But if there’s one thing that unites a large percentage of hangout films, it’s a sense of overwhelming nostalgia. It’s evident in many of the earlier examples from the movie brat generation—George Lucas’s light but fatalistic American Graffiti uses nostalgia as its canvas, while Lawrence Kasdan’s The Big Chill (as well as John Sayles’s far superior The Return of the Secaucus 7) is centered around characters squaring their own nostalgia with their current day reality. The same is true of the films that followed in their footsteps: Dazed and Confused, Once Upon a Time in Hollywood, and Licorice Pizza are built upon their makers’ (by no means uncomplicated) nostalgia for the days of their youth (with many of the people, places and events that occur in them based on real life) as well as for those movies themselves*; others  feature characters whose personalities or actions are defined by their personal nostalgia, such as The Big Lebowski’s The Dude and Walter, still living the late ‘60s-early ‘70s a quarter century on, Inherent Vice’s Doc Sportello, pining for a generational innocence only a couple of years after its been lost, or The Irishman’s aged mobsters who try—and fail—to romanticize the moral morass that was their so-called glory days.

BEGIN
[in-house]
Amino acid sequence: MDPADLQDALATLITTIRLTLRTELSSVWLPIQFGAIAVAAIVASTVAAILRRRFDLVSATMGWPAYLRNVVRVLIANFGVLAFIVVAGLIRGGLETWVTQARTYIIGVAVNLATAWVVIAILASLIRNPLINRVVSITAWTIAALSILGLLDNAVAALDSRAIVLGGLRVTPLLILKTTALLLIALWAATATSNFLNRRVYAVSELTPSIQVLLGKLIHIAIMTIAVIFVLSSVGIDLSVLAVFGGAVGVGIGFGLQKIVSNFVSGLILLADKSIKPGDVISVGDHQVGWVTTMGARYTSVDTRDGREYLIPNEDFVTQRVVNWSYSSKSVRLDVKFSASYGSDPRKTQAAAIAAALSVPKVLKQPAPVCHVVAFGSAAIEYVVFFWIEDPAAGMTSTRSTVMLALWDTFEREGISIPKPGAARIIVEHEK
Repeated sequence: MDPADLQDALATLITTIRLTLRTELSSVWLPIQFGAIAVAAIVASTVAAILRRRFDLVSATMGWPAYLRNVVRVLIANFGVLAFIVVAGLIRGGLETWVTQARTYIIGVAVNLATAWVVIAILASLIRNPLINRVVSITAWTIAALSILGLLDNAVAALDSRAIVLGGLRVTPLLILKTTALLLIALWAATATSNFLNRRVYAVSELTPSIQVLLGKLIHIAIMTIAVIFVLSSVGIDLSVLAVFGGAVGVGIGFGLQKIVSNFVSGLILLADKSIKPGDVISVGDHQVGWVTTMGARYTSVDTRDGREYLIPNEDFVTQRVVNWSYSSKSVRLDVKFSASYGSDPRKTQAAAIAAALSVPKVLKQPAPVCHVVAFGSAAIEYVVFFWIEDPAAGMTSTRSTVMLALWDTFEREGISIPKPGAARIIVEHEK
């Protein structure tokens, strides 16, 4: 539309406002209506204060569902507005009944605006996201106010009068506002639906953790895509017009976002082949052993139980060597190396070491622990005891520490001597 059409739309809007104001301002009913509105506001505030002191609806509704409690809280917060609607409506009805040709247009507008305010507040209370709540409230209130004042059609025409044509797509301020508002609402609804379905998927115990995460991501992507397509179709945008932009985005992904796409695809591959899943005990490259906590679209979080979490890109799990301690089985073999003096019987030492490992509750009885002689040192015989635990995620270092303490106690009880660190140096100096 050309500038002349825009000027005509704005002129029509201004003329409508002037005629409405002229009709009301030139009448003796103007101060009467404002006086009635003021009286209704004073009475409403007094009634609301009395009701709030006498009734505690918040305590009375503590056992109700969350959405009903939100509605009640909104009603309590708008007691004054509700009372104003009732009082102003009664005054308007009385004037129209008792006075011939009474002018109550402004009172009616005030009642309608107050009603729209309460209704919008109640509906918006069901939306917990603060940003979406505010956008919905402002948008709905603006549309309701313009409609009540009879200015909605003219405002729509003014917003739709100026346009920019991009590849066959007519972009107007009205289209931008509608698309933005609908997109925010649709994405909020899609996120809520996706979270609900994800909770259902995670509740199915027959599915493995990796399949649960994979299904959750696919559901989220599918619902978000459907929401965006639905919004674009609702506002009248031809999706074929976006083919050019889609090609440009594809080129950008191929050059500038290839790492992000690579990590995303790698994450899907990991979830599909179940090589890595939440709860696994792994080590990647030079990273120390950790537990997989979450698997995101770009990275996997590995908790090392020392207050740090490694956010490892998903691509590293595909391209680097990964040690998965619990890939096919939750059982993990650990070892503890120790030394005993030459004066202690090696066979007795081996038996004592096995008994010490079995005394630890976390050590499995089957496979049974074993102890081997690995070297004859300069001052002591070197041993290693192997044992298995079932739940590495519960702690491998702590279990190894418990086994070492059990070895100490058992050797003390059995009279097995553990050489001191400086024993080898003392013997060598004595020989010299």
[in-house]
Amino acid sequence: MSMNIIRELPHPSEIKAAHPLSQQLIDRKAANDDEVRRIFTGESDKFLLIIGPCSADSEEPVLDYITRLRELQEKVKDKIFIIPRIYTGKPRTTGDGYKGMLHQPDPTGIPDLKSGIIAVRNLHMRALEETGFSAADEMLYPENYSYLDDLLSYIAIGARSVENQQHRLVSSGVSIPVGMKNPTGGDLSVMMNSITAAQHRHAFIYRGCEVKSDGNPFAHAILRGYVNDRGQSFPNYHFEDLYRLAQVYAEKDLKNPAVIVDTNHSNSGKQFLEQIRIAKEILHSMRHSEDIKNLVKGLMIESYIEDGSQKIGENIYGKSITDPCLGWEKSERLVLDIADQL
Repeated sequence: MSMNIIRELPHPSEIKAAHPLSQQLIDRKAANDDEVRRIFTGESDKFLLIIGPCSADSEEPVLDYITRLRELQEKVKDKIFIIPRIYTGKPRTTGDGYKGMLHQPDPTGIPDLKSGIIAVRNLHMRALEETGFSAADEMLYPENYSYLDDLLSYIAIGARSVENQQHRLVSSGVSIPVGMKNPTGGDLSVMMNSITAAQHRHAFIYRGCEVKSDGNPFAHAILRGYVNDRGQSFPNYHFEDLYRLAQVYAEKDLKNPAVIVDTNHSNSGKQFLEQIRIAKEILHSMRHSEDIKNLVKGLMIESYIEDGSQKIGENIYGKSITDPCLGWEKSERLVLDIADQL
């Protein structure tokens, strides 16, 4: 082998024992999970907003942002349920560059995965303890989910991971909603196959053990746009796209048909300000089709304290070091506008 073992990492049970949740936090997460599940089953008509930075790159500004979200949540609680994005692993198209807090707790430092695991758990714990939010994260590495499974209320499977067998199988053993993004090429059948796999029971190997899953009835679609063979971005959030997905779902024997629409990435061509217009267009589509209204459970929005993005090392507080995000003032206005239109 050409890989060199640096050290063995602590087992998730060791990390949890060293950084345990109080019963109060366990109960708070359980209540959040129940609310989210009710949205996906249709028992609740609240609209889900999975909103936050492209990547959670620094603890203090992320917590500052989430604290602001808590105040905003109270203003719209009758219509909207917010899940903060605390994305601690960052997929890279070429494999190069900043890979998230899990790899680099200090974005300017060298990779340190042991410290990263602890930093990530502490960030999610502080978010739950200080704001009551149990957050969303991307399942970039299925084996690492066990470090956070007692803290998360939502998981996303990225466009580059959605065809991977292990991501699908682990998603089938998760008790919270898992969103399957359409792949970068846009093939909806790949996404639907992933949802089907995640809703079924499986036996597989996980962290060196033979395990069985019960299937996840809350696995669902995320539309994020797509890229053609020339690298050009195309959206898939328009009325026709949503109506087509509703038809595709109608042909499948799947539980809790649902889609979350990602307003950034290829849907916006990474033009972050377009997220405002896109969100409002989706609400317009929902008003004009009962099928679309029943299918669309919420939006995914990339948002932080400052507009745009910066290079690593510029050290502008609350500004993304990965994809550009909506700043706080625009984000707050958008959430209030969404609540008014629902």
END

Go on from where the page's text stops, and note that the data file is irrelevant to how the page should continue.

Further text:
It’s no coincidence that all of these movies use jukebox soundtracks, as the nostalgia at their core is conveyed as much, if not more so, by the music of their eras as their set decoration. It’s also no coincidence that so many of them either take place in or are preoccupied by the post-war decades, specifically the ‘60s and ‘70s, since they’re directed by either baby boomers or Gen-Xers. No doubt there are more recent examples of hangout films helmed by Millennials (I suppose the mumblecore movement produced a number of titles that could be regarded as hangout movies, even if no one seems keen to revisit them, thus negating a prime aspect of the genre), just as there are sure to be ones made by members of Gen-Z. But for all that nostalgia is a driving force of our current cinema landscape, it’s nostalgia not for time and place, but for products, IP, and brand names.

That, plus the focus on mythology and plot, to say nothing of expensive spectacle, have made the hangout film rarer than they were before. But thankfully, the generation of filmmakers who are aging into the old guard—Linklater, Tarantino and PTA—seem more and more interested in going the opposite route, preferring instead to simply hang out.

Zach Vasquez lives and writes in Los Angeles. His critical work focuses on film and literature. He writes fiction as well.